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British to Fight Obesity in Kids

Posted - Nov. 12, 2003 at 7:40 a.m.



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A watchdog group that monitors Britain's food and health is weighing proposals that could ban or restrict ads that target children.

The reason: British kids, like those in the United States, are getting fatter and fatter.

The urge to do something about the problem could have major ramifications for companies ranging from Coca-Cola to Pepsico to McDonald's, which are fighting against regulations on several fronts.

The debate in Britain also is a signal that obesity --- a big worry in the United States --- has become a key issue in much of Europe as well.

The latest wrinkle involves the Food Standards Agency, or FSA, an independent group set up by British Parliament in 2000. Next year, the group will take obesity recommendations to the government. Among other things, it's considering: > A ban on food advertisements aimed at preschool-age children. > Banning the use of cartoon characters or children's TV stars in ads aimed at kids. > Requiring healthier options in vending machines at publicly funded venues.

Some regulations even could put a crimp on whether companies like Coke can sponsor certain sports teams.

In a statement, FSA Chairman John Krebs said the group wants a "wide debate" on ways to get obesity under control. At the moment, 15 percent of English 15-year-olds are obese, while 8.5 percent of 6-year-olds are too fat.

While restrictions on marketing are now under consideration in Britain, they're already in place in other parts of Europe. In Sweden, for example, the government has had a ban on TV advertising to kids under 12 since 1991.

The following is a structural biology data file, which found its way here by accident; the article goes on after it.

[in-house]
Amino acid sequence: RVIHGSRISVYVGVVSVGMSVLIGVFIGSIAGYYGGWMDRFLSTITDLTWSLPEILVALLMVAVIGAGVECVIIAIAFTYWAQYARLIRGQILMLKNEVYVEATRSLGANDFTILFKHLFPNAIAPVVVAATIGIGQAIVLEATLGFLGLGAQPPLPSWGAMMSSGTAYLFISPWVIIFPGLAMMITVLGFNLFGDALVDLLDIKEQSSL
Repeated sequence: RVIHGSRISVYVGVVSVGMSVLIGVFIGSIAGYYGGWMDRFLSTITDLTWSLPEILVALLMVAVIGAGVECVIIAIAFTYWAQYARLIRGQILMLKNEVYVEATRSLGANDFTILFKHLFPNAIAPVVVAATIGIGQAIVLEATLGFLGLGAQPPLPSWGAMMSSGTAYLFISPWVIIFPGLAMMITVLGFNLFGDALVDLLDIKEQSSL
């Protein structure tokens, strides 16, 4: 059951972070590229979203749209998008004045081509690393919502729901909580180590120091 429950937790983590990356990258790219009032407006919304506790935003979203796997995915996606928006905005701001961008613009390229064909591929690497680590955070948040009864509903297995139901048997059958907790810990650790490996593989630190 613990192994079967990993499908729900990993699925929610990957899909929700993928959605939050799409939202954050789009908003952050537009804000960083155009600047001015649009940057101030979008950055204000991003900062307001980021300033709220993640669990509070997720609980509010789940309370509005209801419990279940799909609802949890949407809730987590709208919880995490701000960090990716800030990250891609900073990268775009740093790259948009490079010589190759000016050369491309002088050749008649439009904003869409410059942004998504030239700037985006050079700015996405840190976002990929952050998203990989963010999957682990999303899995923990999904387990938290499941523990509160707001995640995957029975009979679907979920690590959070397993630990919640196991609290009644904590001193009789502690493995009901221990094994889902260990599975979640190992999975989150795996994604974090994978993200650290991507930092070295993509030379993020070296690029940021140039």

Those in the food industry generally oppose plans to restrict marketing, whether in the United States or abroad.

Coke spokeswoman Kari Bjorhus said the beverage maker plans to speak its mind as Britain's FSA seeks comments in the coming months.

"We have a history of responsible marketing," Bjorhus said, including a self-imposed prohibition against ads aimed at children under 12. "We believe that self-regulation is the best approach."

The British debate surfaced just as the Center for Science in the Public Interest in the United States jumped on the marketing issue as well.

In a report, the activist group --- unlike the FSA, it isn't government-connected --- charges that marketing food to kids "undermines parental authority and helps fuel the epidemic of childhood obesity."

CSPI's report claims "now is the time" for the U.S. government to set new standards on marketing foods to kids.

Because the FSA is sanctioned by the British government, its activities are getting close scrutiny. Media outlets in Britain have carried several reports about possible limitations on marketing to kids.

The FSA notes that it hasn't decided what to recommend. But the group intends to do something, because of the "health time bomb" that exists in the United Kingdom.

"Doing nothing is not an option," Krebs said.

Copyright 2003 The Atlanta Journal-Constitution

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